I spent time during that conference listening to Alli Worthington drive home the message of authenticity, and how the best writing we do is always from our hearts. She encouraged us to write authentically, and in doing so we could create a community of people who want to connect with us because of who we are and how we write.
And that's when I met Jana. She was the first friend I met after I decided I was going to open my heart up and be who I am again.
We spent 15 hours straight together on the last day of the conference. We attended sessions and whispered and giggled during them like a couple of teenage girls. We sat together at lunch. We skipped a session or two in the afternoon and connected over expectations of others, having to hide who we are and the things we had experienced, over autism and aspergers and motherhood, and love. We walked around the hotel, getting lost and making sarcastic remarks and finishing each others sentences.. we laughed so hard we couldn't breathe.
And over sushi that night, my new friend Jana said something that stunned me. Her words affected me deeply, all the way down inside my soul, where the real me comes from.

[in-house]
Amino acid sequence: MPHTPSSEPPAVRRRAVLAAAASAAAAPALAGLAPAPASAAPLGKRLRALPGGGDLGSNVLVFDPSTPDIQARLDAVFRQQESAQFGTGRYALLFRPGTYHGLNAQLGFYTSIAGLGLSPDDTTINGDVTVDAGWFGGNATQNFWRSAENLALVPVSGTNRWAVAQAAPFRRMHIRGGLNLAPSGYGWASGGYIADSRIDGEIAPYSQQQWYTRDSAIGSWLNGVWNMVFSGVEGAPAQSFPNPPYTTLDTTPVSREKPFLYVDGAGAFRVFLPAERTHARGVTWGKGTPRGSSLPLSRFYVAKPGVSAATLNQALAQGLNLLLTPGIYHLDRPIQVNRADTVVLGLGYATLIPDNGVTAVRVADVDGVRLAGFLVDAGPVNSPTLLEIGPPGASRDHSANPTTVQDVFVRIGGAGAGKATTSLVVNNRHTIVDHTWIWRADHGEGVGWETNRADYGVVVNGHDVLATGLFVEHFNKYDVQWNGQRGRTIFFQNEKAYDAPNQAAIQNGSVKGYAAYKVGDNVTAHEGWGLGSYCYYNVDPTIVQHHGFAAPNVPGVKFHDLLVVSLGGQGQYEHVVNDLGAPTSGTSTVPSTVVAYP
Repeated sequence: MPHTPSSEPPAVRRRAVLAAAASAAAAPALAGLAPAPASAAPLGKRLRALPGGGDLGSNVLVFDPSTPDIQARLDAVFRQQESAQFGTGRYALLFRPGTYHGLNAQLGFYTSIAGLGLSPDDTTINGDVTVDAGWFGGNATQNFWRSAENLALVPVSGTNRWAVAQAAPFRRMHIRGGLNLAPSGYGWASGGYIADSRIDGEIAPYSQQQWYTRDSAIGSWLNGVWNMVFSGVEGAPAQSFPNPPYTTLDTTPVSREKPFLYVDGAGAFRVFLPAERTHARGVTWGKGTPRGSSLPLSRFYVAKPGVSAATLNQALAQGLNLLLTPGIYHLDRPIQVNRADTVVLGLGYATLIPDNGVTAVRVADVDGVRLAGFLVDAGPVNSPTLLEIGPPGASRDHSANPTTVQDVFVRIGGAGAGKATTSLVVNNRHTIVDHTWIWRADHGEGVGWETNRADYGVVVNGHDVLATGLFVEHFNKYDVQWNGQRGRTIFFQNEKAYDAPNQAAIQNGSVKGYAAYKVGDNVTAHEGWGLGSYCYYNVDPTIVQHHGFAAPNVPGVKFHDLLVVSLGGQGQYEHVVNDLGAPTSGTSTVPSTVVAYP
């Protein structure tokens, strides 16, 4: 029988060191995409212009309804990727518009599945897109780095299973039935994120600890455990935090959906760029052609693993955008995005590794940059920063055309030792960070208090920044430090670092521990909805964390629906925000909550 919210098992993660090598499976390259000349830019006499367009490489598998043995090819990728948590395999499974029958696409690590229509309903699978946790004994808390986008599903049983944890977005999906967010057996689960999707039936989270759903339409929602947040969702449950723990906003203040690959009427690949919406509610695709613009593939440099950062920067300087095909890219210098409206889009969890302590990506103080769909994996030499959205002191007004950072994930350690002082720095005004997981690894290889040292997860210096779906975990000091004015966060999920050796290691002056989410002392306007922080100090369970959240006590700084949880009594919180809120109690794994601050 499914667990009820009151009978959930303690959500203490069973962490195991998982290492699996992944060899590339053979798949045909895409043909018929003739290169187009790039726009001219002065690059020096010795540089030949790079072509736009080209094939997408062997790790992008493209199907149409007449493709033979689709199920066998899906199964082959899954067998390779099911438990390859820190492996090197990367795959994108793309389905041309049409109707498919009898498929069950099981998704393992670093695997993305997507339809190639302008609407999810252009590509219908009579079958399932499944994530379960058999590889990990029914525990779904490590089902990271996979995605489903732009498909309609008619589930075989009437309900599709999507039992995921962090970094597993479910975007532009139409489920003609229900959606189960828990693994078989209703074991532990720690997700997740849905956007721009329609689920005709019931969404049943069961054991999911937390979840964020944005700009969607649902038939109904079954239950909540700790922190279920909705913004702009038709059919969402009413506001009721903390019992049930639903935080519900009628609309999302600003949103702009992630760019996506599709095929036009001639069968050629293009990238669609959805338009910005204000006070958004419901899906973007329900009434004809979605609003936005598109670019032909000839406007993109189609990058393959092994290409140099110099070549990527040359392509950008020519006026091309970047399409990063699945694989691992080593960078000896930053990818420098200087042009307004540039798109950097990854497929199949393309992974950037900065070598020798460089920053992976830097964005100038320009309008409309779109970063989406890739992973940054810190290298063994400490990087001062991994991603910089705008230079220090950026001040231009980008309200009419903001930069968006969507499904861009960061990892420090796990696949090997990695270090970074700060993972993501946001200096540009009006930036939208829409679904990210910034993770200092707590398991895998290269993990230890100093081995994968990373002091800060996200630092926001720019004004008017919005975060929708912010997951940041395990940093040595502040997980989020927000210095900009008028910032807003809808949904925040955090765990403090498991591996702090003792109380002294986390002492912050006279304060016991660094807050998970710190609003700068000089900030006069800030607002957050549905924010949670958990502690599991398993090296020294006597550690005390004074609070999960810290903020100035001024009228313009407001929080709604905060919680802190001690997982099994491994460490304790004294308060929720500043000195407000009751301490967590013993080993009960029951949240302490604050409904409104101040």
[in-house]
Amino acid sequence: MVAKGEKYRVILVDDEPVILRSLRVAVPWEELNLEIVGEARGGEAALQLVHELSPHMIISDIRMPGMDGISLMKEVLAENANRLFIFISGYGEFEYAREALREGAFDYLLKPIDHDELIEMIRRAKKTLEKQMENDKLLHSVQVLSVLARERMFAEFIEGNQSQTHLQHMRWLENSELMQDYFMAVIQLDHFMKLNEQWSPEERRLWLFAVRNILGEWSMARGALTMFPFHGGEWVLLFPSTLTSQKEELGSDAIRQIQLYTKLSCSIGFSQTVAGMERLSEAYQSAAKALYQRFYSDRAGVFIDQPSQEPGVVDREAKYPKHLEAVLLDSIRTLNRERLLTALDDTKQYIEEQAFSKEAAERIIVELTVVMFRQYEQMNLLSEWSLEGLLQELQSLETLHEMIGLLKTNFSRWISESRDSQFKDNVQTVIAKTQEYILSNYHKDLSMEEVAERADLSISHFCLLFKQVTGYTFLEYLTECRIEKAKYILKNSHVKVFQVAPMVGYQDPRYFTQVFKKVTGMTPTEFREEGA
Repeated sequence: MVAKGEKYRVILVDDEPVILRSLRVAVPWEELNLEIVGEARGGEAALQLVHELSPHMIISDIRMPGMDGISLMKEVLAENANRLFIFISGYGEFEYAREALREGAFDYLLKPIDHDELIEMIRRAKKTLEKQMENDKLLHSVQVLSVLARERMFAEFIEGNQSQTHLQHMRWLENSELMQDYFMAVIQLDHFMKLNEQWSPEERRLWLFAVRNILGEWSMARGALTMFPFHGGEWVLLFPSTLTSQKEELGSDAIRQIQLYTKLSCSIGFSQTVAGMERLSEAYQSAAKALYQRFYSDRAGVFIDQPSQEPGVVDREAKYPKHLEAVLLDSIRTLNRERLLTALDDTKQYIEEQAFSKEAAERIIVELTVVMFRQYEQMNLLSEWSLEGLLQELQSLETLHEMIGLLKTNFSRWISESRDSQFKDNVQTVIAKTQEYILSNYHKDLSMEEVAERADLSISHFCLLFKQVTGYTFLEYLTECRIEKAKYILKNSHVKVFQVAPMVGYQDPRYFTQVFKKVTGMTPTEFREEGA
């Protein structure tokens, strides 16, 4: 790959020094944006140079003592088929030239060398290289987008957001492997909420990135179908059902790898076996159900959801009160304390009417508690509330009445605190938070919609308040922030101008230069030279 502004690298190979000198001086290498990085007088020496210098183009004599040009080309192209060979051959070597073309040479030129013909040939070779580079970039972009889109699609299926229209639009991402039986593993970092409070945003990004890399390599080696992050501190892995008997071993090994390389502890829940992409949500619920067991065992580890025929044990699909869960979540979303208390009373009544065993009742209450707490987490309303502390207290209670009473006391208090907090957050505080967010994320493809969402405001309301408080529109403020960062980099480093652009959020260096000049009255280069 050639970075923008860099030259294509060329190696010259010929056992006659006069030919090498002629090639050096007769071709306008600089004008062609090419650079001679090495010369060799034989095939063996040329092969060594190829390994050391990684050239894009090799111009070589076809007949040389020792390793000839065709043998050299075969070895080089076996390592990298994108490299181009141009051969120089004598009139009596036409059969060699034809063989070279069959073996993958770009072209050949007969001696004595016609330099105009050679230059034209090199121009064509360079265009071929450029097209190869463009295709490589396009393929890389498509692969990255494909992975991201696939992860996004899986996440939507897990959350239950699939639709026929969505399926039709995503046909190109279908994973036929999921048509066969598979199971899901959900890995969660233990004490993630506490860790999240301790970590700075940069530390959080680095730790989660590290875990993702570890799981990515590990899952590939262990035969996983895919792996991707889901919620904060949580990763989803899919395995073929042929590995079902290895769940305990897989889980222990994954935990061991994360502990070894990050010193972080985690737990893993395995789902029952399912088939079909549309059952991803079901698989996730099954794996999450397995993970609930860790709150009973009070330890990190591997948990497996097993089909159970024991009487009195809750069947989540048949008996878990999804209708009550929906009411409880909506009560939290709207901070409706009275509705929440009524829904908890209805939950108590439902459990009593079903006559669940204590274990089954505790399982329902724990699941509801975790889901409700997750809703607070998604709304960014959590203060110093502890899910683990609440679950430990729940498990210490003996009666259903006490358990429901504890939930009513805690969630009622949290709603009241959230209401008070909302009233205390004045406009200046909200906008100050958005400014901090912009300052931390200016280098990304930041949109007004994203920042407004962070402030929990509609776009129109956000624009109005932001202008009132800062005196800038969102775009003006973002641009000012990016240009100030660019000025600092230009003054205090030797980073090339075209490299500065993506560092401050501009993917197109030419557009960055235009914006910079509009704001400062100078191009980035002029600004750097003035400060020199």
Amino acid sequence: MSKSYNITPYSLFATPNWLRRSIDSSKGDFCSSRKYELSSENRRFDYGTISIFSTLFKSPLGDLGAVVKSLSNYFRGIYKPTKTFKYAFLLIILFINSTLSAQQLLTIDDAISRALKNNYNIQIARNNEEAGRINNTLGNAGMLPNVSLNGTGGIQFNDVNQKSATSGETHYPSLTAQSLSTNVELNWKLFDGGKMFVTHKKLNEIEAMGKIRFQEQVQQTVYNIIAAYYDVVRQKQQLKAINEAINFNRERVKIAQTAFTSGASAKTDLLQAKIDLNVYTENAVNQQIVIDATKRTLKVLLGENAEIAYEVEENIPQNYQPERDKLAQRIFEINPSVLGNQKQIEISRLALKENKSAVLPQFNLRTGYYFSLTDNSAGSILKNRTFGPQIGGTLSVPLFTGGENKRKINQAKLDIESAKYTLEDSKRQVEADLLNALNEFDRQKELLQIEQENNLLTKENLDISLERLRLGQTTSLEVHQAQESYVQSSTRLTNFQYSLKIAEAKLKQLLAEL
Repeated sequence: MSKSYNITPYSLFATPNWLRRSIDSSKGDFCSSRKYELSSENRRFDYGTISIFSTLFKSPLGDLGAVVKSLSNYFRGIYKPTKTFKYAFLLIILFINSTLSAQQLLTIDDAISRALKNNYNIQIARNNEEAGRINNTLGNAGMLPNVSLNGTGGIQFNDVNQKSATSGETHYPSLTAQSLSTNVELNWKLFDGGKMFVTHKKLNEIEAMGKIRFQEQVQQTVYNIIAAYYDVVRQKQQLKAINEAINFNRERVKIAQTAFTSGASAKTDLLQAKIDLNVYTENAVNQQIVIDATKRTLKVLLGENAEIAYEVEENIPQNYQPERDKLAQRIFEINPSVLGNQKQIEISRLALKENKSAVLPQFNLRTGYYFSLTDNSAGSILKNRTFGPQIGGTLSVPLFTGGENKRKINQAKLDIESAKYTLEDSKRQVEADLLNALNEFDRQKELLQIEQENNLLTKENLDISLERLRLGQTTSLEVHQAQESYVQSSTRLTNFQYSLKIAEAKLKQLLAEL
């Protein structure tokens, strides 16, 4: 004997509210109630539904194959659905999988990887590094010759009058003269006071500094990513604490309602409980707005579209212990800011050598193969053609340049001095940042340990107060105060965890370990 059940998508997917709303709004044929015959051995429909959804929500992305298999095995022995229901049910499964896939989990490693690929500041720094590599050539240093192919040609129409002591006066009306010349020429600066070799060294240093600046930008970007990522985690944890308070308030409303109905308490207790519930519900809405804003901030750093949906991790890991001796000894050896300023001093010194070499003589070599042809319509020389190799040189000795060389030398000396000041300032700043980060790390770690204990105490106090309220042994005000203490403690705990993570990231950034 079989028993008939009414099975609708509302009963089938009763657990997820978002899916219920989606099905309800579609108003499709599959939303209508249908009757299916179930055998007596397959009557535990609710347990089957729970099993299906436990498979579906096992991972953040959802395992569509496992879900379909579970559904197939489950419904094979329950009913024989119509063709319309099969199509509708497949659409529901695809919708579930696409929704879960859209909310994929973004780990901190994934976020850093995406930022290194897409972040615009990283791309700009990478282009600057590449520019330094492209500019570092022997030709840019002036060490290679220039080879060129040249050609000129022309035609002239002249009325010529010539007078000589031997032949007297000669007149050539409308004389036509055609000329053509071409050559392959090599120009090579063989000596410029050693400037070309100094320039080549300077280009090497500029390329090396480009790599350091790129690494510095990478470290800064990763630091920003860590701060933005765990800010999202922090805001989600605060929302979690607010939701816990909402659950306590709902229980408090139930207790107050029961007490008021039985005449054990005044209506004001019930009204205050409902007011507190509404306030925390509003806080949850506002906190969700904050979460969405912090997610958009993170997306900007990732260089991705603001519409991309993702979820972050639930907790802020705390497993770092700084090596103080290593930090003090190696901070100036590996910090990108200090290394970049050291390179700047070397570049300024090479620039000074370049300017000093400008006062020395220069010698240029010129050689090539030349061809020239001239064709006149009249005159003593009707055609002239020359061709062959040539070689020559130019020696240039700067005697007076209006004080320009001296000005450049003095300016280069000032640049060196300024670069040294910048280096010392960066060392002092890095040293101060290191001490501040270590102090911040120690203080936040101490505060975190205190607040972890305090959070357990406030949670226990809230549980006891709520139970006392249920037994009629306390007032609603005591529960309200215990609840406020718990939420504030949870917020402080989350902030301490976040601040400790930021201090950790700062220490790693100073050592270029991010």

She said "I feel like there's nothing I could ever do to make you not love me and accept me"
I had been able to get across to this new friend, in the space of the first 15 hours we had spent together, that I loved her unconditionally.
That scar that I felt like had been ripped open by feeling accepted for the first time in years? Jana, by speaking honestly and transparently to me, about me, healed that pain. I had spent the weekend feeling open and exposed in a way I hadn't in a long time. But I felt validated, accepted, and most of all, successful, in being who I am. There are literally no words to express how grateful I am for that, Jana. I love you.
Through those two experiences, and in more of that kind since then, I realized that when I'm living, interacting, loving from that place down deep inside... I can give my friends that confidence in my love and acceptance of them. They know, really really know that I care about them.. that what they think and how they feel are important to me. That I love them and will always accept them for who they are.